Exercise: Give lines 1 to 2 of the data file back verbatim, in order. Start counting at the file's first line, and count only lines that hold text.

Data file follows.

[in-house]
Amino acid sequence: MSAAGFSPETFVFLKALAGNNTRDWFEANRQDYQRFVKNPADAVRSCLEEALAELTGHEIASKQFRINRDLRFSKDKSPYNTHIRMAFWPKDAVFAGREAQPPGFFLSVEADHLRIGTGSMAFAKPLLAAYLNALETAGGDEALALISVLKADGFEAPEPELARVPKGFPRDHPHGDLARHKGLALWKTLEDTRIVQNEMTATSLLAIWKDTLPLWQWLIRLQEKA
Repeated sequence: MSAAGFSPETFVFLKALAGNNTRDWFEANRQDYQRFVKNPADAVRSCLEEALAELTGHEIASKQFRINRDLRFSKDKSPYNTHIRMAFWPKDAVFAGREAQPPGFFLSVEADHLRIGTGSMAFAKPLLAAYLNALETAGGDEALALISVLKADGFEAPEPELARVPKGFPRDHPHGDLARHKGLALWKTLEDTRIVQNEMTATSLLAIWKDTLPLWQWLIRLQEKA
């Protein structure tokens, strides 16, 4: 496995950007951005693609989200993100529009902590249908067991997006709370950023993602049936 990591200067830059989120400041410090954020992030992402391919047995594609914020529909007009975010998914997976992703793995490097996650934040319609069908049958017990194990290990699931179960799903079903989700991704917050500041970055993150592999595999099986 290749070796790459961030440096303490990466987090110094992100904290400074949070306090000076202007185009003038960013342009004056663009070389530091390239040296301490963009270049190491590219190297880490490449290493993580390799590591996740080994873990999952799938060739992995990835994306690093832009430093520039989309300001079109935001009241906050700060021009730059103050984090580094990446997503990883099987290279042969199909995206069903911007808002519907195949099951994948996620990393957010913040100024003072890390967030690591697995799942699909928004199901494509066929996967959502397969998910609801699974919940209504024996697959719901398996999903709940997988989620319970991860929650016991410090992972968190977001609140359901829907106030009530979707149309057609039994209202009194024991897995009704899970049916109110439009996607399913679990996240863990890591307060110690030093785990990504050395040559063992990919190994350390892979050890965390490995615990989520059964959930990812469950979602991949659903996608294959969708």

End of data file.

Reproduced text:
[in-house]
Amino acid sequence: MSAAGFSPETFVFLKALAGNNTRDWFEANRQDYQRFVKNPADAVRSCLEEALAELTGHEIASKQFRINRDLRFSKDKSPYNTHIRMAFWPKDAVFAGREAQPPGFFLSVEADHLRIGTGSMAFAKPLLAAYLNALETAGGDEALALISVLKADGFEAPEPELARVPKGFPRDHPHGDLARHKGLALWKTLEDTRIVQNEMTATSLLAIWKDTLPLWQWLIRLQEKA